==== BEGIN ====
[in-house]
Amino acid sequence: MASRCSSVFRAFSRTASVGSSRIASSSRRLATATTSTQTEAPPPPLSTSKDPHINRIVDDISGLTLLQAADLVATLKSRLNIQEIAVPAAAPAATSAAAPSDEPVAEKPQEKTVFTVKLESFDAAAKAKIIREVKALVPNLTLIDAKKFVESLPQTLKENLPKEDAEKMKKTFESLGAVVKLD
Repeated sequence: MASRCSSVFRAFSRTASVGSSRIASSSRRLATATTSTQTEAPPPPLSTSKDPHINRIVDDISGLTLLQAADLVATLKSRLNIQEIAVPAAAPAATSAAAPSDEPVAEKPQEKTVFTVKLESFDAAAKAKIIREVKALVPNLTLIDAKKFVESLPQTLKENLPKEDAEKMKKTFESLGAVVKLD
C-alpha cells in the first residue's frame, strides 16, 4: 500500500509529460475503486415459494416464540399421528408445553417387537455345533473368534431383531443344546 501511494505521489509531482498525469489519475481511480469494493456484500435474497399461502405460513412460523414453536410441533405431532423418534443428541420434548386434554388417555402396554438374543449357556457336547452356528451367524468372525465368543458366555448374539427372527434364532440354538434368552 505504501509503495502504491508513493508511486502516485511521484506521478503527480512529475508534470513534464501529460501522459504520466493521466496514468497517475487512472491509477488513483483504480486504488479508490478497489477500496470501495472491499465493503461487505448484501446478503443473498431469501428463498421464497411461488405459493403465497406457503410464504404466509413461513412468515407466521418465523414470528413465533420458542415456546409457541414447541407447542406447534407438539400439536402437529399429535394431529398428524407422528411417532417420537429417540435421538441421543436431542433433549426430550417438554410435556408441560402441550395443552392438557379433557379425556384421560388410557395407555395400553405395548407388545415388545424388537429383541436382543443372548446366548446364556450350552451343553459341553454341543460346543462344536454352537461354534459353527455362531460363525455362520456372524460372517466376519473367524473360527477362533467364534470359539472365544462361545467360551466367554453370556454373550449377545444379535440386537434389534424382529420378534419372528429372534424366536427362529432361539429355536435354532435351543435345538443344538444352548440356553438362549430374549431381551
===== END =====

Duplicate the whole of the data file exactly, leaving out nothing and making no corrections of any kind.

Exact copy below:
[in-house]
Amino acid sequence: MASRCSSVFRAFSRTASVGSSRIASSSRRLATATTSTQTEAPPPPLSTSKDPHINRIVDDISGLTLLQAADLVATLKSRLNIQEIAVPAAAPAATSAAAPSDEPVAEKPQEKTVFTVKLESFDAAAKAKIIREVKALVPNLTLIDAKKFVESLPQTLKENLPKEDAEKMKKTFESLGAVVKLD
Repeated sequence: MASRCSSVFRAFSRTASVGSSRIASSSRRLATATTSTQTEAPPPPLSTSKDPHINRIVDDISGLTLLQAADLVATLKSRLNIQEIAVPAAAPAATSAAAPSDEPVAEKPQEKTVFTVKLESFDAAAKAKIIREVKALVPNLTLIDAKKFVESLPQTLKENLPKEDAEKMKKTFESLGAVVKLD
C-alpha cells in the first residue's frame, strides 16, 4: 500500500509529460475503486415459494416464540399421528408445553417387537455345533473368534431383531443344546 501511494505521489509531482498525469489519475481511480469494493456484500435474497399461502405460513412460523414453536410441533405431532423418534443428541420434548386434554388417555402396554438374543449357556457336547452356528451367524468372525465368543458366555448374539427372527434364532440354538434368552 505504501509503495502504491508513493508511486502516485511521484506521478503527480512529475508534470513534464501529460501522459504520466493521466496514468497517475487512472491509477488513483483504480486504488479508490478497489477500496470501495472491499465493503461487505448484501446478503443473498431469501428463498421464497411461488405459493403465497406457503410464504404466509413461513412468515407466521418465523414470528413465533420458542415456546409457541414447541407447542406447534407438539400439536402437529399429535394431529398428524407422528411417532417420537429417540435421538441421543436431542433433549426430550417438554410435556408441560402441550395443552392438557379433557379425556384421560388410557395407555395400553405395548407388545415388545424388537429383541436382543443372548446366548446364556450350552451343553459341553454341543460346543462344536454352537461354534459353527455362531460363525455362520456372524460372517466376519473367524473360527477362533467364534470359539472365544462361545467360551466367554453370556454373550449377545444379535440386537434389534424382529420378534419372528429372534424366536427362529432361539429355536435354532435351543435345538443344538444352548440356553438362549430374549431381551